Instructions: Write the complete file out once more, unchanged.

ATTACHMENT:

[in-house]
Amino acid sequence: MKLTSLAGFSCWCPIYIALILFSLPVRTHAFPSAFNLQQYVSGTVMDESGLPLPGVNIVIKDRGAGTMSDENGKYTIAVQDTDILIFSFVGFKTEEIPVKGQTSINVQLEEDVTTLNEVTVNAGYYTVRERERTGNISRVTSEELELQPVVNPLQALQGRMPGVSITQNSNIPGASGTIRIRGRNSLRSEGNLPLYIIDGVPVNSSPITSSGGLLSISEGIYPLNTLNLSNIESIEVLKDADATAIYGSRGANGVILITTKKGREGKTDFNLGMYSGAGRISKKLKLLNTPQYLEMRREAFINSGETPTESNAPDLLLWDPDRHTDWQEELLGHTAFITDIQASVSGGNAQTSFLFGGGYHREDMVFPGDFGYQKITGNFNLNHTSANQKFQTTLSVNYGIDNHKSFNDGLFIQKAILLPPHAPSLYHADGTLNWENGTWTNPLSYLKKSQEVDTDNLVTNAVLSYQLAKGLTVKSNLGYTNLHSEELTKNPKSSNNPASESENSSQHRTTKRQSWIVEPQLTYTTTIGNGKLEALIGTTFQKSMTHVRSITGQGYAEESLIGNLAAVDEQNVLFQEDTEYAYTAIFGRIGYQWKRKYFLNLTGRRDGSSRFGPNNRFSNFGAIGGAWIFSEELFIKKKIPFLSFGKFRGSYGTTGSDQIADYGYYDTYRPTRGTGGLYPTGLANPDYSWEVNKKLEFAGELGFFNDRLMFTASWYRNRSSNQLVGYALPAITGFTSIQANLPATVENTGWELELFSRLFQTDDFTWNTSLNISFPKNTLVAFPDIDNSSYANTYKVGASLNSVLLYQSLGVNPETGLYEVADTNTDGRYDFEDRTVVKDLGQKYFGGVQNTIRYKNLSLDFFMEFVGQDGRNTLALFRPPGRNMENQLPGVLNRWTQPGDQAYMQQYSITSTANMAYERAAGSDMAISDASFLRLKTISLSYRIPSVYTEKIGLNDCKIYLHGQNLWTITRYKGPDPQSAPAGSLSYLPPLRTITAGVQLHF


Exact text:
[in-house]
Amino acid sequence: MKLTSLAGFSCWCPIYIALILFSLPVRTHAFPSAFNLQQYVSGTVMDESGLPLPGVNIVIKDRGAGTMSDENGKYTIAVQDTDILIFSFVGFKTEEIPVKGQTSINVQLEEDVTTLNEVTVNAGYYTVRERERTGNISRVTSEELELQPVVNPLQALQGRMPGVSITQNSNIPGASGTIRIRGRNSLRSEGNLPLYIIDGVPVNSSPITSSGGLLSISEGIYPLNTLNLSNIESIEVLKDADATAIYGSRGANGVILITTKKGREGKTDFNLGMYSGAGRISKKLKLLNTPQYLEMRREAFINSGETPTESNAPDLLLWDPDRHTDWQEELLGHTAFITDIQASVSGGNAQTSFLFGGGYHREDMVFPGDFGYQKITGNFNLNHTSANQKFQTTLSVNYGIDNHKSFNDGLFIQKAILLPPHAPSLYHADGTLNWENGTWTNPLSYLKKSQEVDTDNLVTNAVLSYQLAKGLTVKSNLGYTNLHSEELTKNPKSSNNPASESENSSQHRTTKRQSWIVEPQLTYTTTIGNGKLEALIGTTFQKSMTHVRSITGQGYAEESLIGNLAAVDEQNVLFQEDTEYAYTAIFGRIGYQWKRKYFLNLTGRRDGSSRFGPNNRFSNFGAIGGAWIFSEELFIKKKIPFLSFGKFRGSYGTTGSDQIADYGYYDTYRPTRGTGGLYPTGLANPDYSWEVNKKLEFAGELGFFNDRLMFTASWYRNRSSNQLVGYALPAITGFTSIQANLPATVENTGWELELFSRLFQTDDFTWNTSLNISFPKNTLVAFPDIDNSSYANTYKVGASLNSVLLYQSLGVNPETGLYEVADTNTDGRYDFEDRTVVKDLGQKYFGGVQNTIRYKNLSLDFFMEFVGQDGRNTLALFRPPGRNMENQLPGVLNRWTQPGDQAYMQQYSITSTANMAYERAAGSDMAISDASFLRLKTISLSYRIPSVYTEKIGLNDCKIYLHGQNLWTITRYKGPDPQSAPAGSLSYLPPLRTITAGVQLHF